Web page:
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Immerse yourself in some of the most beautiful wildlife scenery, enjoy a night out at a moorland restaurant and experience the wonders of our guide to some of the best things you can do in the Yorkshire Dales National Park.

The Yorkshire Dales has many conditions.

Strong and heavy on windy rocky hillsides followed by stone walls; far away and lonely in the vast swamps of nothing but wandering grass; stoic and contemptuous in ancient villages nestled in quiet valleys.

The ten official dales, or valleys, that make up the Yorkshire Dales are more than just geographical wonders that provide karst with large rocks or mysterious rivers that have disappeared. They are the home of fortresses and factories; remnants of the establishment and independence that give this wild place, the most beautiful personality.

With so many outdoor activities, the most authentic restaurants in the country, some beautiful drive and beautiful picnic areas, there are some things to do in the Yorkshire Dales for everyone.

From the high mountains to the depths of the underground caves, here is our guide to the Yorkshire Dales National Park.

VIEWING YOUR TRAVEL / If you find this guide helpful, please book your trip with the links on this page (or on our BOOKS page). This will earn us a small commission – at no extra cost to you – and help us keep track of where we are on the road. Thanks for your support – Paul & Mark.


The Malham Cove curved stone road has been described as one of the wonders of geography in the UK. Extending the 300-foot [300 m] line, deep cracks sink into the flat limestone, forming a large paved area.

The curve ends abruptly and almost straight down into the valley, 80 feet below. The view from here on a beautiful day is natural with field trunks rising and falling on waterless hills.

The foundation of the paved road also provides a unique view of the geography of the area. A monolithic wall – lined with rock climbers – towers above and an underground river from below the rock.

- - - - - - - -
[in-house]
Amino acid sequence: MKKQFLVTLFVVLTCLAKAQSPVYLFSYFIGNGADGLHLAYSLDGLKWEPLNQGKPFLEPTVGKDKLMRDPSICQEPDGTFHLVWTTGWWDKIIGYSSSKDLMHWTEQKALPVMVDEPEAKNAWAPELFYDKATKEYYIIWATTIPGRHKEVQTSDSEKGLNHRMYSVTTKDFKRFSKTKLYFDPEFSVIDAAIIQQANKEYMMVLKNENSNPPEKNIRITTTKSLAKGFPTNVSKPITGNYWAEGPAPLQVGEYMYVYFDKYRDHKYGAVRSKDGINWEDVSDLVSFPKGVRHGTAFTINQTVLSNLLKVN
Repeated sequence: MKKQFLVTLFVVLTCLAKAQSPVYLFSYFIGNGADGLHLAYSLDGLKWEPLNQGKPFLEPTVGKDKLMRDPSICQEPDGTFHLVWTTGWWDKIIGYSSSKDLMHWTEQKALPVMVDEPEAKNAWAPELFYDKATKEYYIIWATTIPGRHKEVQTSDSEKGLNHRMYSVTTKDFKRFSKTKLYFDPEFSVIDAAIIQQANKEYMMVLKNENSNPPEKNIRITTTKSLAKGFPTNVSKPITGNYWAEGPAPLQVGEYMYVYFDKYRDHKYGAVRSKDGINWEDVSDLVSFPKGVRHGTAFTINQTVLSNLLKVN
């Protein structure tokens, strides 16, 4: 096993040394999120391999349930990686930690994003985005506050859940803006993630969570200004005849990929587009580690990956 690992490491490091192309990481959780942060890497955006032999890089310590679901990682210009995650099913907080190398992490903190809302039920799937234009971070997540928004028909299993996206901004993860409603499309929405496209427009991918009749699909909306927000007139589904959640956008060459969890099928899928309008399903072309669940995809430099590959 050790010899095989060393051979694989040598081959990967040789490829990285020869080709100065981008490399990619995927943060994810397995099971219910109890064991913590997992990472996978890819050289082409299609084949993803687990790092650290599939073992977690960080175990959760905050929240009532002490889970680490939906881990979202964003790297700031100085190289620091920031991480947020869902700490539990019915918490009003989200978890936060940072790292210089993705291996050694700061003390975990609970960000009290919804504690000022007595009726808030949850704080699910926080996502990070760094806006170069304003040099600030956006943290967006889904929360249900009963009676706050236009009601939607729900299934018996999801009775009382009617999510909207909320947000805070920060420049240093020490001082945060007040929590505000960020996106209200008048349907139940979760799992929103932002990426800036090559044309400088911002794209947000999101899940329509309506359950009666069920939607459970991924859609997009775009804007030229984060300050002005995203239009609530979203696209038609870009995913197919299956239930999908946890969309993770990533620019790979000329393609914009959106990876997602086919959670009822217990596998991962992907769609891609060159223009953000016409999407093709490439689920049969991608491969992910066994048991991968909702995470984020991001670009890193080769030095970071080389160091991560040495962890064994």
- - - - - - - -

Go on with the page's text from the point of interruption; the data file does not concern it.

You can walk to Malham Cove from the village of Malham in just 20 minutes but there is so much to explore in this remarkable place. Janet’s Foss is an excellent waterfall on the head of a magical weed tree; Gordale Scar is a hidden gorge overlooked by large boulders; and Malham Tarn is home to alkaline lakes in the north of unique wildlife. They are all beautiful and well-visited on this beautiful tour of Malham Cove.


If we had to choose the best part of Yorkshire Dales National Park, it would be at the top of Swaledale. A visit to the dal, which is the northernmost and smallest, is a subdivision of lush green fields very different from the empty brown moorlands that rise above them.

The Swale River cuts through the valley as it falls over waterfalls and converges into distant lakes. The seemingly endless storage areas of farms are located next to ancient bottles, facing the deserted land of sheep.

In our view, the area around Keld and Muker is the most attractive part of Swaledale. The 2-week-coast-to-coast route runs here and it’s easy to see why. Just drive for 20 minutes between Keld and Muker or pause to walk along the river Swale to see why this is one of the best places to visit in the Yorkshire Dales.

With paint and headband at King’s Head in Gunnerside. They supply Black Sheep Bitter from a local brewery in Masham.


There are many valleys and remote places to visit in the Yorkshire Dales, but with a beautiful building with few centers, head to the Bolton Abbey Estate. The heritage is centered on the Bolton Priory with its ruins overlooking the Wharfe River as it flows through a beautiful valley.

Aside from injuring yourself with a picnic towards Jane Eyre’s novel, there are many things you can do. Walk a short loop of the ruins with the Cavendish Pavilion or a half day trek into the surrounding countryside. Take a sensitive photogenic photo or swim from a rocky sea on a riverbank.